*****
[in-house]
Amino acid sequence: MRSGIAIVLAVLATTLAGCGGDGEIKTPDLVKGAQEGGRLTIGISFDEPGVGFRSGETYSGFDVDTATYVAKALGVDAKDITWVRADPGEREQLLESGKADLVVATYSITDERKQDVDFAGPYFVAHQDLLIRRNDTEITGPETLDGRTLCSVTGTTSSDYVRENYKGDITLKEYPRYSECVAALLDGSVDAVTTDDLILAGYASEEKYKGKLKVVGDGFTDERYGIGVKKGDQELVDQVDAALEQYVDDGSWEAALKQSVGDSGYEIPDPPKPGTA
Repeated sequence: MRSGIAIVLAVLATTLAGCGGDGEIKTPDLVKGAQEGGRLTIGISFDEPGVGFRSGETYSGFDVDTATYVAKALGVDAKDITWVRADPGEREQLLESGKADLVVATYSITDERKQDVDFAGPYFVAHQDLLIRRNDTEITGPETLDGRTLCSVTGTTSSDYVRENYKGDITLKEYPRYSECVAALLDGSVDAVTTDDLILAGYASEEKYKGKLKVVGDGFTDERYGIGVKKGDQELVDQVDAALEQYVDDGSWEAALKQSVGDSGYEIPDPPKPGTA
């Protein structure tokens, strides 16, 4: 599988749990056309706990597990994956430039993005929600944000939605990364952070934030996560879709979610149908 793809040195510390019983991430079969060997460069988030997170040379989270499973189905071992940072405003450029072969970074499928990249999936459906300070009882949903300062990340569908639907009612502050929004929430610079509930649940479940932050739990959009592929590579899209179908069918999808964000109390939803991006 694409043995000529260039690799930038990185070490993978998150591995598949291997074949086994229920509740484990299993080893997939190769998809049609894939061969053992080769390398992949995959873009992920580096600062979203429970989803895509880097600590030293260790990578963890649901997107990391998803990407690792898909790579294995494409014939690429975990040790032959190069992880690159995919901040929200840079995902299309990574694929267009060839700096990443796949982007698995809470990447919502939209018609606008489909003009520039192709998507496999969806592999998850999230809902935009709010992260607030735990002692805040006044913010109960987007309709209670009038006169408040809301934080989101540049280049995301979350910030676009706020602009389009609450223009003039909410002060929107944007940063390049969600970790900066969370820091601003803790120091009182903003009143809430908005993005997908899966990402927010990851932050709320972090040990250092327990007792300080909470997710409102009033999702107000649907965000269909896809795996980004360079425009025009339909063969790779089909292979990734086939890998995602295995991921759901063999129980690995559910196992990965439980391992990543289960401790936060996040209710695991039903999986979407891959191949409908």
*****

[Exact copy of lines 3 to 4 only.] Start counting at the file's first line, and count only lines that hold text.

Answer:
Repeated sequence: MRSGIAIVLAVLATTLAGCGGDGEIKTPDLVKGAQEGGRLTIGISFDEPGVGFRSGETYSGFDVDTATYVAKALGVDAKDITWVRADPGEREQLLESGKADLVVATYSITDERKQDVDFAGPYFVAHQDLLIRRNDTEITGPETLDGRTLCSVTGTTSSDYVRENYKGDITLKEYPRYSECVAALLDGSVDAVTTDDLILAGYASEEKYKGKLKVVGDGFTDERYGIGVKKGDQELVDQVDAALEQYVDDGSWEAALKQSVGDSGYEIPDPPKPGTA
């Protein structure tokens, strides 16, 4: 599988749990056309706990597990994956430039993005929600944000939605990364952070934030996560879709979610149908 793809040195510390019983991430079969060997460069988030997170040379989270499973189905071992940072405003450029072969970074499928990249999936459906300070009882949903300062990340569908639907009612502050929004929430610079509930649940479940932050739990959009592929590579899209179908069918999808964000109390939803991006 694409043995000529260039690799930038990185070490993978998150591995598949291997074949086994229920509740484990299993080893997939190769998809049609894939061969053992080769390398992949995959873009992920580096600062979203429970989803895509880097600590030293260790990578963890649901997107990391998803990407690792898909790579294995494409014939690429975990040790032959190069992880690159995919901040929200840079995902299309990574694929267009060839700096990443796949982007698995809470990447919502939209018609606008489909003009520039192709998507496999969806592999998850999230809902935009709010992260607030735990002692805040006044913010109960987007309709209670009038006169408040809301934080989101540049280049995301979350910030676009706020602009389009609450223009003039909410002060929107944007940063390049969600970790900066969370820091601003803790120091009182903003009143809430908005993005997908899966990402927010990851932050709320972090040990250092327990007792300080909470997710409102009033999702107000649907965000269909896809795996980004360079425009025009339909063969790779089909292979990734086939890998995602295995991921759901063999129980690995559910196992990965439980391992990543289960401790936060996040209710695991039903999986979407891959191949409908």